Sunday, 23 October 2011

Making a Change

We all want to make a change. As educators there are many changes that we can make. I believe one of the most important changes we can make is to change the way our students think. Teaching and encouraging students to be critical thinkers. Providing them with thought provoking questions and expecting thoughtful and creative answers.

Below is a video I was just shown to me at a session focusing greatly on appropriate education and creating success for all students.

This video resonated greatly with me as I am always looking for ways to engage all students and create positive learning experiences. While our educational system does not seem to moving toward some of the possibilities outlined here by Sir Ken Robinson, I couldn't help but thinking if I can within my own classroom.

One part of the video that stood out to me was how we are expecting students to focus when their lives are full of distraction. Yes, there are ways keeping student's attention by changing activities often, asking recurring questions, and even changing class duration. I may have mentioned this in a previous post, but I strongly believe the best, and maybe only, way to have students focus is to engage them in something that matters in their life. Something that is relevant. If students find value in an issue or topic their engagement will increase, and therefore they will be more focused.

Now, I often integrate technology into my classroom in a way that will engage each student, and offer choices when possible. This ensures each student can connect to what we are discussing or exploring and display their knowledge in a way that makes sense to them. This allows me to see what they are truly able of accomplishing. Using technology in classrooms, allowing students to explore things that matter to them, and encouraging them to think about the world they live in will, like Sir Ken Robinson said allow students to find themselves.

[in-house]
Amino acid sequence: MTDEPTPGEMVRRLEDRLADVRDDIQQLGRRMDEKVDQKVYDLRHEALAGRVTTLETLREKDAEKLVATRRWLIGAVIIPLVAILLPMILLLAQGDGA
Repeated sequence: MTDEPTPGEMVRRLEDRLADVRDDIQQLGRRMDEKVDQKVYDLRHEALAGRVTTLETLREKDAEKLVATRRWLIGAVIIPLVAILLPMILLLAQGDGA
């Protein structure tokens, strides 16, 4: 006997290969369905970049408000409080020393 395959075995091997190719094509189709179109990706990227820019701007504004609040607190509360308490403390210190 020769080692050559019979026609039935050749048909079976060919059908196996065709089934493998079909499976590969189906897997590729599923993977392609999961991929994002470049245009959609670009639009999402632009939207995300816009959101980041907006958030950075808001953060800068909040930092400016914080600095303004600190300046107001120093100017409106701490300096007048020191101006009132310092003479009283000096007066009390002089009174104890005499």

The most important thing for us to teach is and will always be the kids. Allow your students to become engrossed in topics or issues, and let them go to work. Be comfortable to get out of there way. The more versatile we are, as educators, the more engaged they are, as students, the more valuable learning will become... for everyone!

Wednesday, 5 October 2011

Technology and It's Issues

Recently, I had the opportunity to present at a teacher's conference for the first time. Over the past few years I have taken in many professional development sessions and it was an honor to be on the facilitating end.

One of the sessions I delivered was centered around podcasting and blogging in the Middle Years. I felt it went very well, with good discussion around the use of these technologies in classrooms. One hot point of discussion was the issues many teachers face when attempting to integrate ICT into their repertoires.